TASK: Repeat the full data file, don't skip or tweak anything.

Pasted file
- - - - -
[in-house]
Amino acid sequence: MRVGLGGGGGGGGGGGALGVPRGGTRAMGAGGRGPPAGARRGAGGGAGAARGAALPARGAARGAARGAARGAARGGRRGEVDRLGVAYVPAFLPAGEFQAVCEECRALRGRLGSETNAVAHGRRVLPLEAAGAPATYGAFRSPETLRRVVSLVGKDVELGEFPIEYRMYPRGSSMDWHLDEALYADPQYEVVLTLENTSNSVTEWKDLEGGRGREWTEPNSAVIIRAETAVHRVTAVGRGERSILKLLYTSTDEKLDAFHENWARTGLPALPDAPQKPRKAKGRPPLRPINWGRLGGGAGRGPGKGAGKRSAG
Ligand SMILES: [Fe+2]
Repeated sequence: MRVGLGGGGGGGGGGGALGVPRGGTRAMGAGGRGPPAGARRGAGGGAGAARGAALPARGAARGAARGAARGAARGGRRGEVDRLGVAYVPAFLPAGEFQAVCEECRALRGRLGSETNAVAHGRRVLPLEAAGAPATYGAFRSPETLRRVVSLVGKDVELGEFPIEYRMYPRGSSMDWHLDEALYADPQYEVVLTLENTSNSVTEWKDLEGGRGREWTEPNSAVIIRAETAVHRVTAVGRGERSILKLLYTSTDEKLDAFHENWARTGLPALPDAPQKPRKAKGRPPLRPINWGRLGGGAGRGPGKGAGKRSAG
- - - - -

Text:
[in-house]
Amino acid sequence: MRVGLGGGGGGGGGGGALGVPRGGTRAMGAGGRGPPAGARRGAGGGAGAARGAALPARGAARGAARGAARGAARGGRRGEVDRLGVAYVPAFLPAGEFQAVCEECRALRGRLGSETNAVAHGRRVLPLEAAGAPATYGAFRSPETLRRVVSLVGKDVELGEFPIEYRMYPRGSSMDWHLDEALYADPQYEVVLTLENTSNSVTEWKDLEGGRGREWTEPNSAVIIRAETAVHRVTAVGRGERSILKLLYTSTDEKLDAFHENWARTGLPALPDAPQKPRKAKGRPPLRPINWGRLGGGAGRGPGKGAGKRSAG
Ligand SMILES: [Fe+2]
Repeated sequence: MRVGLGGGGGGGGGGGALGVPRGGTRAMGAGGRGPPAGARRGAGGGAGAARGAALPARGAARGAARGAARGAARGGRRGEVDRLGVAYVPAFLPAGEFQAVCEECRALRGRLGSETNAVAHGRRVLPLEAAGAPATYGAFRSPETLRRVVSLVGKDVELGEFPIEYRMYPRGSSMDWHLDEALYADPQYEVVLTLENTSNSVTEWKDLEGGRGREWTEPNSAVIIRAETAVHRVTAVGRGERSILKLLYTSTDEKLDAFHENWARTGLPALPDAPQKPRKAKGRPPLRPINWGRLGGGAGRGPGKGAGKRSAG